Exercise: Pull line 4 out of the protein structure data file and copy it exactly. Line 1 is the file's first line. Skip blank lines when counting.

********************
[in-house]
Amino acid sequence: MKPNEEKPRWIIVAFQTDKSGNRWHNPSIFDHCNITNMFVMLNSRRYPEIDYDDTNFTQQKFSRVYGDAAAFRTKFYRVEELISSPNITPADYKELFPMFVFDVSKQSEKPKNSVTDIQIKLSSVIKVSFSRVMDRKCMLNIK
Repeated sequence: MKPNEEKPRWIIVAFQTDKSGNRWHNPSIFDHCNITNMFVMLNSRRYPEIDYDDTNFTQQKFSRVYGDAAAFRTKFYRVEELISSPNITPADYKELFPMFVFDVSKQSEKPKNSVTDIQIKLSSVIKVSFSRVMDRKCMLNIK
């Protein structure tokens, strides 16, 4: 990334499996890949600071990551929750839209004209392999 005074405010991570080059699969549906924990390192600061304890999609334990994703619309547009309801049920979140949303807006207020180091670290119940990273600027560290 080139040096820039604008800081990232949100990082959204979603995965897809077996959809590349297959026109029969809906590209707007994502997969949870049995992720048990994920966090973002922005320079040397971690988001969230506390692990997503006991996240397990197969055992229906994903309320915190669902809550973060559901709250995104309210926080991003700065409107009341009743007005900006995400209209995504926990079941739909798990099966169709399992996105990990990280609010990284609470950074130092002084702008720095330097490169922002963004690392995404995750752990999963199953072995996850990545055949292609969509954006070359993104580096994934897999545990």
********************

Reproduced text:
């Protein structure tokens, strides 16, 4: 990334499996890949600071990551929750839209004209392999 005074405010991570080059699969549906924990390192600061304890999609334990994703619309547009309801049920979140949303807006207020180091670290119940990273600027560290 080139040096820039604008800081990232949100990082959204979603995965897809077996959809590349297959026109029969809906590209707007994502997969949870049995992720048990994920966090973002922005320079040397971690988001969230506390692990997503006991996240397990197969055992229906994903309320915190669902809550973060559901709250995104309210926080991003700065409107009341009743007005900006995400209209995504926990079941739909798990099966169709399992996105990990990280609010990284609470950074130092002084702008720095330097490169922002963004690392995404995750752990999963199953072995996850990545055949292609969509954006070359993104580096994934897999545990």